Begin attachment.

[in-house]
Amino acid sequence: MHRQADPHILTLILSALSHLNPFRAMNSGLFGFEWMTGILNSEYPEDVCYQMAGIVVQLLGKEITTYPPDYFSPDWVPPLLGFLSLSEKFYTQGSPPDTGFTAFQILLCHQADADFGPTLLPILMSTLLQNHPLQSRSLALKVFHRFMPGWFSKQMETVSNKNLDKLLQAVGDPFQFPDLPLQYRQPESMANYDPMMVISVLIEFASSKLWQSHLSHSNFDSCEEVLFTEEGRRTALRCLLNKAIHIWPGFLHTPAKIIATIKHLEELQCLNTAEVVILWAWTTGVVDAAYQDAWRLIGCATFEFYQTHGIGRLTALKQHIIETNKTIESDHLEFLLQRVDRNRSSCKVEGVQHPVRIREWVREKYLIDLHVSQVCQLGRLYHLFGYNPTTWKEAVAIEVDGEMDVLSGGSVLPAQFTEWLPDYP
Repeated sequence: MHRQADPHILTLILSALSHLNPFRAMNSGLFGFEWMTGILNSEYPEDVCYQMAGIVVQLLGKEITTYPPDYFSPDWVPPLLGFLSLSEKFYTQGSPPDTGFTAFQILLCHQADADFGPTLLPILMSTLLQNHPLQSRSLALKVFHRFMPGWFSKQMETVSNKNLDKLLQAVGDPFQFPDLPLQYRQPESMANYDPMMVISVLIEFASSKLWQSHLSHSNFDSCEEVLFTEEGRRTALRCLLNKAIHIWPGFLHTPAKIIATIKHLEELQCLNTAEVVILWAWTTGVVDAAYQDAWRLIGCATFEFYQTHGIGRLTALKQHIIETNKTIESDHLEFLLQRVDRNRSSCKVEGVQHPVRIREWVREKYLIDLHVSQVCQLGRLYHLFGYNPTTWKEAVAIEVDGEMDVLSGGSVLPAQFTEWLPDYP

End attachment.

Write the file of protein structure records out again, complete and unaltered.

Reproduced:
[in-house]
Amino acid sequence: MHRQADPHILTLILSALSHLNPFRAMNSGLFGFEWMTGILNSEYPEDVCYQMAGIVVQLLGKEITTYPPDYFSPDWVPPLLGFLSLSEKFYTQGSPPDTGFTAFQILLCHQADADFGPTLLPILMSTLLQNHPLQSRSLALKVFHRFMPGWFSKQMETVSNKNLDKLLQAVGDPFQFPDLPLQYRQPESMANYDPMMVISVLIEFASSKLWQSHLSHSNFDSCEEVLFTEEGRRTALRCLLNKAIHIWPGFLHTPAKIIATIKHLEELQCLNTAEVVILWAWTTGVVDAAYQDAWRLIGCATFEFYQTHGIGRLTALKQHIIETNKTIESDHLEFLLQRVDRNRSSCKVEGVQHPVRIREWVREKYLIDLHVSQVCQLGRLYHLFGYNPTTWKEAVAIEVDGEMDVLSGGSVLPAQFTEWLPDYP
Repeated sequence: MHRQADPHILTLILSALSHLNPFRAMNSGLFGFEWMTGILNSEYPEDVCYQMAGIVVQLLGKEITTYPPDYFSPDWVPPLLGFLSLSEKFYTQGSPPDTGFTAFQILLCHQADADFGPTLLPILMSTLLQNHPLQSRSLALKVFHRFMPGWFSKQMETVSNKNLDKLLQAVGDPFQFPDLPLQYRQPESMANYDPMMVISVLIEFASSKLWQSHLSHSNFDSCEEVLFTEEGRRTALRCLLNKAIHIWPGFLHTPAKIIATIKHLEELQCLNTAEVVILWAWTTGVVDAAYQDAWRLIGCATFEFYQTHGIGRLTALKQHIIETNKTIESDHLEFLLQRVDRNRSSCKVEGVQHPVRIREWVREKYLIDLHVSQVCQLGRLYHLFGYNPTTWKEAVAIEVDGEMDVLSGGSVLPAQFTEWLPDYP